By AD 8, he had completed Metamorphoses, an epic poem derived from Greek mythology. The subject is "forms changed into new bodies". From the emergence of the cosmos from formless mass to the organized, material world, to the deification of Julius Caesar, the poem tells of transformation. The stories follow each other in the telling of human beings transformed to new bodies — trees, rocks, animals, flowers, constellations et cetera. Famous myths, such as Apollo and Daphne, Orpheus and Eurydice, and Pygmalion are contained. It explains many myths alluded to in other works, and is a valuable source about Roman religion, because many characters are gods or offspring of Olympian gods.

In AD 8, Emperor Augustus banished Ovid to Tomis, on the Black Sea, for political reasons. Ovid wrote that his crime was carmen et error — "a poem and a mistake", [4] claiming that his crime was worse than murder, [5] more harmful than poetry. [6][7] The Emperor's grandchildren, Agrippa Postumus and Julia the Younger, were banished around the time of his banishment; Julia's husband, Lucius Aenilius Paullus, was put to death for conspiracy against Augustus; Ovid might have known of that. The Julian Marriage Laws of 18 BC were fresh in the Roman mind. These promoted monogamous marriage to increase the population's birth rate. Ovid's writing concerned the serious crime of adultery, which was punishable by banishment.

In exile, he wrote two poetry collections titled Tristia and Epistulae ex Ponto, illustrating his sadness and desolation. Being far from Rome, he had no access to libraries, thus might have been forced to abandon the Fasti poem about the Roman calendar, of which exist only the first six books — January – June. In the Epistulae ex Ponto he claims friendship with the natives of Tomis (in the Tristia they are frightening barbarians) and to have written a poem in their language (Ex P. 4.13.19-20). And yet he pined for Rome and for his third wife, as many of the poems are to her. Some are also to the Emperor Augustus, whom he calls Caesar and God. Yet others are to himself, to friends in Rome, and sometimes to the poems themselves, expressing loneliness and hope of recall from banishment or exile. The first two lines of the Tristia communicate his misery:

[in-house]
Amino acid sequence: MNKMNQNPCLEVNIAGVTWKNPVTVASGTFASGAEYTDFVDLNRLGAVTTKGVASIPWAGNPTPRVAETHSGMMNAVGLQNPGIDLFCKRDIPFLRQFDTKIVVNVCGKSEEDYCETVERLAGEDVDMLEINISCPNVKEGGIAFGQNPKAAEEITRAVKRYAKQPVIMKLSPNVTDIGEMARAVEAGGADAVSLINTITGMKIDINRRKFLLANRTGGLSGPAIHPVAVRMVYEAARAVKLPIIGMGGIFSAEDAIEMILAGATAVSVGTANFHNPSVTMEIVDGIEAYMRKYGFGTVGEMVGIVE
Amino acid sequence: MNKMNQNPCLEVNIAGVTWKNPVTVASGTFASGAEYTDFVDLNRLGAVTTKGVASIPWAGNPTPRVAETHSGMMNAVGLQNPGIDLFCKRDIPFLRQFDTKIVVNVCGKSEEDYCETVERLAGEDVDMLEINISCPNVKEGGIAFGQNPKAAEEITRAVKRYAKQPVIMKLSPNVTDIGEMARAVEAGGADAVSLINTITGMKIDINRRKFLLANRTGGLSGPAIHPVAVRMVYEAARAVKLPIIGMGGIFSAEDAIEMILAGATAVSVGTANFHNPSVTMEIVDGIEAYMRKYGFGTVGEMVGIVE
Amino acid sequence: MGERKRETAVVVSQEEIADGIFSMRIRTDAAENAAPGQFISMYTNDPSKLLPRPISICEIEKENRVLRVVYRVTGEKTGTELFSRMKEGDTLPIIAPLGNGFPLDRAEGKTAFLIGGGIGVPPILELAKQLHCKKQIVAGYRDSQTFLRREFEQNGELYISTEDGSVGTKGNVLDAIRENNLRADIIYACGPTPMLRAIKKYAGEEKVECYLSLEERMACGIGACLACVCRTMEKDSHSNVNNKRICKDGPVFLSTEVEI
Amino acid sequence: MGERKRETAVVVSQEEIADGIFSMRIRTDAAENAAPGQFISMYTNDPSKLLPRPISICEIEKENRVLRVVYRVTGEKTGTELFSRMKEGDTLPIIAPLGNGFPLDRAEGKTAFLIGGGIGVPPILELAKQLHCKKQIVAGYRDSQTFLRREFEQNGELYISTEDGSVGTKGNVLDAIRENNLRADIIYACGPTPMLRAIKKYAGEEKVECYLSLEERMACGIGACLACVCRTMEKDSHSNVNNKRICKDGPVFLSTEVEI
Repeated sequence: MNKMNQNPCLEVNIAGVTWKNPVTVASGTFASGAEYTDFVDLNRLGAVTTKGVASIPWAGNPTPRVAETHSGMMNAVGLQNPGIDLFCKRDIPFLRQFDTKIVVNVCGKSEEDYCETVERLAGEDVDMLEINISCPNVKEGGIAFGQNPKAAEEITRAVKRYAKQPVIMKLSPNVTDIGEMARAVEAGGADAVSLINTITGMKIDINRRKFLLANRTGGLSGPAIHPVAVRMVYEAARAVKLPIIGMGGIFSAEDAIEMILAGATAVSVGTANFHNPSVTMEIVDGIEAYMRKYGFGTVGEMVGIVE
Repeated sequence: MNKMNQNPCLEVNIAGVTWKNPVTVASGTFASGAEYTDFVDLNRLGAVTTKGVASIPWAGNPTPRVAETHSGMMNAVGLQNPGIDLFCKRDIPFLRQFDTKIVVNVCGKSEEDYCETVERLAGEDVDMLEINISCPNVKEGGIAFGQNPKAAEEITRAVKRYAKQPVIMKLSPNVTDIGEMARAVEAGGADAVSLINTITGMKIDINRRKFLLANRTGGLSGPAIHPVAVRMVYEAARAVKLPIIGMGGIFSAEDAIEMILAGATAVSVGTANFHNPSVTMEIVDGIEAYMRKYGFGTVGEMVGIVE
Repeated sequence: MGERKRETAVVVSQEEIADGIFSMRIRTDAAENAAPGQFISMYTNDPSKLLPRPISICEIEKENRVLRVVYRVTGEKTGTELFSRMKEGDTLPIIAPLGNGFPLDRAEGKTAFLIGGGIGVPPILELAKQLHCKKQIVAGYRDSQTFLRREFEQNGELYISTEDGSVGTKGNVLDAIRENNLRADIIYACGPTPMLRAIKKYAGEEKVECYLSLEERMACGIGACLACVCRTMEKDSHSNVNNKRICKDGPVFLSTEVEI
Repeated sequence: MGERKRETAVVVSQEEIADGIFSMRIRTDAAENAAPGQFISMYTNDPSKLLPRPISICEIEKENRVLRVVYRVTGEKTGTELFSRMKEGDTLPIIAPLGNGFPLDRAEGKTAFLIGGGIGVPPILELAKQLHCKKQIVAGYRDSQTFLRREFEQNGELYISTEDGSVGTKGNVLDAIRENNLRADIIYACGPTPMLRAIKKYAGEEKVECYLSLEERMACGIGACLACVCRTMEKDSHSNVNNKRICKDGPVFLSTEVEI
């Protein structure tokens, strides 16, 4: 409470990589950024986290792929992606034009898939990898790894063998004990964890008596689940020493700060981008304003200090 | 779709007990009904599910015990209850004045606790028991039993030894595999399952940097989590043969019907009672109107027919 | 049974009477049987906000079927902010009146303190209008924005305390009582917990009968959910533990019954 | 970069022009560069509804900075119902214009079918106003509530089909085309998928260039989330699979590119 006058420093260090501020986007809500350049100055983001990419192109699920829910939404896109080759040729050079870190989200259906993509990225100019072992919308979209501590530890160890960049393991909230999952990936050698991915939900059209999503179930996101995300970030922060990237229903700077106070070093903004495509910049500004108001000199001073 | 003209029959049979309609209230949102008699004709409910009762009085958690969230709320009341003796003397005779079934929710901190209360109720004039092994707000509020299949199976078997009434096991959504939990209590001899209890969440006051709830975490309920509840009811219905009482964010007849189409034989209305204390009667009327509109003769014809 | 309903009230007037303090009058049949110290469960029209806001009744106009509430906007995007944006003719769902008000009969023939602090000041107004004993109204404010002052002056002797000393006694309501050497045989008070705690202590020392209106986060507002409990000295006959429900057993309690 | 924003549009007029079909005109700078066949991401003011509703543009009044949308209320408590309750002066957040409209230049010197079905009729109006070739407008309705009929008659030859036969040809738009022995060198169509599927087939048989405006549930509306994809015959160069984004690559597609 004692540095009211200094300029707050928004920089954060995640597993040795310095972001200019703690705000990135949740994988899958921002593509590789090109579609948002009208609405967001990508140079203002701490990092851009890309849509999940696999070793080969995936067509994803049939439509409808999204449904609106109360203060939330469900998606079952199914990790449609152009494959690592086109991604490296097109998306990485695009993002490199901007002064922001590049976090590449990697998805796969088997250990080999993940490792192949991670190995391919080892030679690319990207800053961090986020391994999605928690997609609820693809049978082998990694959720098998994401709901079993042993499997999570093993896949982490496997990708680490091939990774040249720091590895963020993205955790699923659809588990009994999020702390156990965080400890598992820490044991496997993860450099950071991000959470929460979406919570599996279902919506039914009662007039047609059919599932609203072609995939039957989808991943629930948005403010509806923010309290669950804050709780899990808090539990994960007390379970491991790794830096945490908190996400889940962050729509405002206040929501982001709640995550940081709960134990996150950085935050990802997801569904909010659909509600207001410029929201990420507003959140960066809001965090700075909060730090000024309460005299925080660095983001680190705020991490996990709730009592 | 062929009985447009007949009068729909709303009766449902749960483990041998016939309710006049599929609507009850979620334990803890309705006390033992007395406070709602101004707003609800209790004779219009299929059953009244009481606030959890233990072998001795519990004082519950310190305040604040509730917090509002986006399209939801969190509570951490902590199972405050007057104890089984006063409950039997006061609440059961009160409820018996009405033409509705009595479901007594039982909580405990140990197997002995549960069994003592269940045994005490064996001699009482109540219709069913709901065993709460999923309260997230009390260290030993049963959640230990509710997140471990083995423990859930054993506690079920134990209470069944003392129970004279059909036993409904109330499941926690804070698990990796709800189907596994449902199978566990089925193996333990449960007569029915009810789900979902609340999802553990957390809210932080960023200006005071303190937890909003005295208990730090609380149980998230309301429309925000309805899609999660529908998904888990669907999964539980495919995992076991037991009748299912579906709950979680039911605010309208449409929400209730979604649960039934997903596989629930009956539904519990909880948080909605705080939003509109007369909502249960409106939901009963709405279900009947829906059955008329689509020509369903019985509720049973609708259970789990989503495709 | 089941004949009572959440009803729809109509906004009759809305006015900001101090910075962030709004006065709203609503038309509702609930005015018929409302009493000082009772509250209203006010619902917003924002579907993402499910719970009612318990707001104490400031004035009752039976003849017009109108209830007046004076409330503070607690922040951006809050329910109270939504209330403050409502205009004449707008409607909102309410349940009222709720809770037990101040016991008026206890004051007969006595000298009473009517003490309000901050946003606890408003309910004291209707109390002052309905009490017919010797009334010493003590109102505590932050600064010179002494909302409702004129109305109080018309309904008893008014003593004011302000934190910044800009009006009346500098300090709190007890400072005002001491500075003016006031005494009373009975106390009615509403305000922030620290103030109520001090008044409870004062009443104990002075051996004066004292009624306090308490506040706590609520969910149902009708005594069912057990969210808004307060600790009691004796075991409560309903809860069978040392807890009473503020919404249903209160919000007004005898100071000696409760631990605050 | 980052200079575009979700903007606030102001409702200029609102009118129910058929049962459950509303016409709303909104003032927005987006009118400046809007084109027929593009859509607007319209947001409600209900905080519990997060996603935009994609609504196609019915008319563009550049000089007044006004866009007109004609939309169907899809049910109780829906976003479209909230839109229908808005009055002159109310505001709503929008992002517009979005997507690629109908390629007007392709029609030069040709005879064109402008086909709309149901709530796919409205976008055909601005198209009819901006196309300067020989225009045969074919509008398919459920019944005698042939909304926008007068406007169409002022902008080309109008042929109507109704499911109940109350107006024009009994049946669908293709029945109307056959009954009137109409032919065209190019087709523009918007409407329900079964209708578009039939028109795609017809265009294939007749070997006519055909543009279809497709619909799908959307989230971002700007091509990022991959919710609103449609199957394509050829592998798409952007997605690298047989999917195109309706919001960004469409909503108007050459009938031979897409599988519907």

Parve — nec invideo — sine me, liber, ibis in urbem:
ei mihi, quod domino non licet ire tuo!
Ovid's statue in Constanţa/Tomis, the city where he died
Little book — and I won't hinder you — go on to the city without me:
Alas for me, because your master is not allowed to go!

Ovid died at Tomis after some ten years; a statue commemorates him in the Romanian city of Tomis (contemporary Constanţa), and, in the 1930 renaming of the town of Ovidiu, where he is allegedly buried. The statue's Latin inscription reads (Tr. 3.3.73-76):

Hic ego qui iaceo tenerorum lusor amorum
Ingenio perii, Naso poeta, meo.
At tibi qui transis, ne sit grave, quisquis amasti,
Dicere: Nasonis molliter ossa cubent.
Here I lie, who played with tender loves,